Fauci, director of the National Institute of Allergy and Infectious Diseases, was interviewed by Howard Bauchner, editor-in-chief of the Journal of the American Medical Association.
On whether physicians should approach unmasked people in public, politely asking them to mask up
You read about confrontations that really go bad. You don’t want that to happen. I think what we really need to do is to, just as a nation, show a degree of consistency of everybody doing that. The trouble with mandating is people who push back on authority, if you mandate, they may push back even more.I’m very pleased to see that the president is wearing a mask more now. The vice president, I know I’m with him a fair amount, he wears a mask when he goes out.
On how well children of various ages spread the virus
Clearly they have much less of a chance of getting sick and of getting a serious outcome. Maybe children don’t get infected as much. We don’t know that yet. We need to do better studies.Very young children, when you look at the viral load in their nasopharynx, its anywhere from 10 to, in some cases, 100 times more than in older children. You can make a reasonable assumption that if very young children have a high viral load in their nasopharynx, that they’re very capable of transmitting it. The question is how well do they transmit that infection to others.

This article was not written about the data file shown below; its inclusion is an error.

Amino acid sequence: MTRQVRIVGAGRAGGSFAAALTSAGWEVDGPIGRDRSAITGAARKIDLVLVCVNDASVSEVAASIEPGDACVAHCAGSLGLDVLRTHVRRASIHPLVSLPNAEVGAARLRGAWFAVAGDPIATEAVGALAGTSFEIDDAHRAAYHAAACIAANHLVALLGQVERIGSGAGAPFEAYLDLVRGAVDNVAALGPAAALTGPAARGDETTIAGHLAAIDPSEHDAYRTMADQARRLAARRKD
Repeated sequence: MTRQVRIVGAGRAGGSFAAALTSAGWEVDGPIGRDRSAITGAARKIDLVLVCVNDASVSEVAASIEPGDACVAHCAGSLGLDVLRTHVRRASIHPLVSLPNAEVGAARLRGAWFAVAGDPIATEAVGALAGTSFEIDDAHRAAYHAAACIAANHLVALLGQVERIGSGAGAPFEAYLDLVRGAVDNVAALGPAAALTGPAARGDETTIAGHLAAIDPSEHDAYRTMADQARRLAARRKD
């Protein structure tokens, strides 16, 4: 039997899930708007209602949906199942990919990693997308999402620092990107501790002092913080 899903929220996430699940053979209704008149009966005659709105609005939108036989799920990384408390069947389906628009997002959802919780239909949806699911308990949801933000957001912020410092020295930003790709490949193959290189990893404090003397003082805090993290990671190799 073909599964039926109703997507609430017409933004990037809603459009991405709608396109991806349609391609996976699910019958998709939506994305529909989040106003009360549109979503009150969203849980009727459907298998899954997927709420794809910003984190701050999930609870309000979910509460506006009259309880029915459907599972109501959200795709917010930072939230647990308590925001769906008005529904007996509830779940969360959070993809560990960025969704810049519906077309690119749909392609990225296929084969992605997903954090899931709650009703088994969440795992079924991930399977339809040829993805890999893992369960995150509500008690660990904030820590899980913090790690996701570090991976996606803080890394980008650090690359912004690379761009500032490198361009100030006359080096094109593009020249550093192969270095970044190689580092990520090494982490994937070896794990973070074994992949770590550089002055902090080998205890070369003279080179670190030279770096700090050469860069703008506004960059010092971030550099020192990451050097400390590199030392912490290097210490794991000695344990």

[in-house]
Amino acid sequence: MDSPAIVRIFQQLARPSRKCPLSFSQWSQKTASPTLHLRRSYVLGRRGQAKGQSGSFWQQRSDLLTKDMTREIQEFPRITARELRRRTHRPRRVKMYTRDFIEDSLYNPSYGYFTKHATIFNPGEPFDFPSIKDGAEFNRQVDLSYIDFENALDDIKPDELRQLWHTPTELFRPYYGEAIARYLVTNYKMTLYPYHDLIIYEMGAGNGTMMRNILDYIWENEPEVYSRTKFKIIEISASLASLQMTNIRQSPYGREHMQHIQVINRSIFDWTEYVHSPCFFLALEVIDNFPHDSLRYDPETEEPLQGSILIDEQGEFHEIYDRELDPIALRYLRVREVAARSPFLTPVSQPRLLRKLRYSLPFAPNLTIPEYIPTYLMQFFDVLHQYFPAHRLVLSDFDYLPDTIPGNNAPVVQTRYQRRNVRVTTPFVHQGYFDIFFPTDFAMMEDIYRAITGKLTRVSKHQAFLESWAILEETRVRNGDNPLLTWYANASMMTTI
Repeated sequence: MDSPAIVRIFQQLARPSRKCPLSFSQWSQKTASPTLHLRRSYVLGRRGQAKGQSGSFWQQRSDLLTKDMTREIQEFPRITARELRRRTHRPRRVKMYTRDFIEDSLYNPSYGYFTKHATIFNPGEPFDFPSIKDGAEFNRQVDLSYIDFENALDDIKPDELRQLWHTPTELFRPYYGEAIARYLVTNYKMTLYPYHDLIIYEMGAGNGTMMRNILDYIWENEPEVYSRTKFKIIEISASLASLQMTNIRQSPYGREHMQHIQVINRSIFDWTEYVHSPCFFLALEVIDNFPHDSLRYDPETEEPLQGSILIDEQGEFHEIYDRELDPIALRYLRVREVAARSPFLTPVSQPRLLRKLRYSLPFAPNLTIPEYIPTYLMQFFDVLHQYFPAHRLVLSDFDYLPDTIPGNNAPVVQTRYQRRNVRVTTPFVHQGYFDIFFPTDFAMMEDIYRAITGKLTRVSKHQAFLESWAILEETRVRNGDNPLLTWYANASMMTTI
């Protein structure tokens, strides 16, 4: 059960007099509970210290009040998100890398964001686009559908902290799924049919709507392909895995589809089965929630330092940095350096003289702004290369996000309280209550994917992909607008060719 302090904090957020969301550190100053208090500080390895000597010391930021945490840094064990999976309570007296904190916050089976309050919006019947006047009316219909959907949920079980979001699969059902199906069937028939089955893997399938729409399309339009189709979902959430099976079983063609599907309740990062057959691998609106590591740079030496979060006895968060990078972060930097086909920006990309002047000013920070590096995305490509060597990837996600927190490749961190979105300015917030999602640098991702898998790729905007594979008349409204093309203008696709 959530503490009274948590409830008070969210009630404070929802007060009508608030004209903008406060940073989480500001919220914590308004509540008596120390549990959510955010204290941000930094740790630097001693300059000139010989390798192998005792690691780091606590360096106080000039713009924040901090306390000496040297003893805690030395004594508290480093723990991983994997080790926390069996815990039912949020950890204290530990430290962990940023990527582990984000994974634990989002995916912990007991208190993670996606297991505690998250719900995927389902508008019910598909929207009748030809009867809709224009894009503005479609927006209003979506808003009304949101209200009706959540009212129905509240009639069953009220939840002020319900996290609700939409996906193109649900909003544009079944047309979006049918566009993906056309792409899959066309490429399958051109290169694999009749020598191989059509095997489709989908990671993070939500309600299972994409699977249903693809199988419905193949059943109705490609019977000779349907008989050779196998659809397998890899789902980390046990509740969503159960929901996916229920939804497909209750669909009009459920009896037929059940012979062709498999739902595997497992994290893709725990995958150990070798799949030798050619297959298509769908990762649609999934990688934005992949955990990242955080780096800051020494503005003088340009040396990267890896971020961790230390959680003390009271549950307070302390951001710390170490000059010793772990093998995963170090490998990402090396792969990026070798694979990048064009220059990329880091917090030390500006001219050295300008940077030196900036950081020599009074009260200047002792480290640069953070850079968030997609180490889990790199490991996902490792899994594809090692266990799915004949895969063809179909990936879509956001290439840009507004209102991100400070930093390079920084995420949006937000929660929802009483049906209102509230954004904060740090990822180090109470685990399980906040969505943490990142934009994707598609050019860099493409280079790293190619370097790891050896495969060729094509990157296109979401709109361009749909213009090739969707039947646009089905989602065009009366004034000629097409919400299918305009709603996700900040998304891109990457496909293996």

On data needed before distributing a vaccine:
Everything needs to be transparent. Clearly if you’re going to gain the confidence of the American people to either engage in a vaccine trial or act upon the results of a vaccine trial, we need to show safety and efficacy.
Wawa is permanently closing its store at Broad and Walnut Streets, officials announced.
“This decision was a difficult one,” a news release said. “But due to the impact from the pandemic coupled with some operational uncertainties of today, our long-term plans for this store are no longer viable.”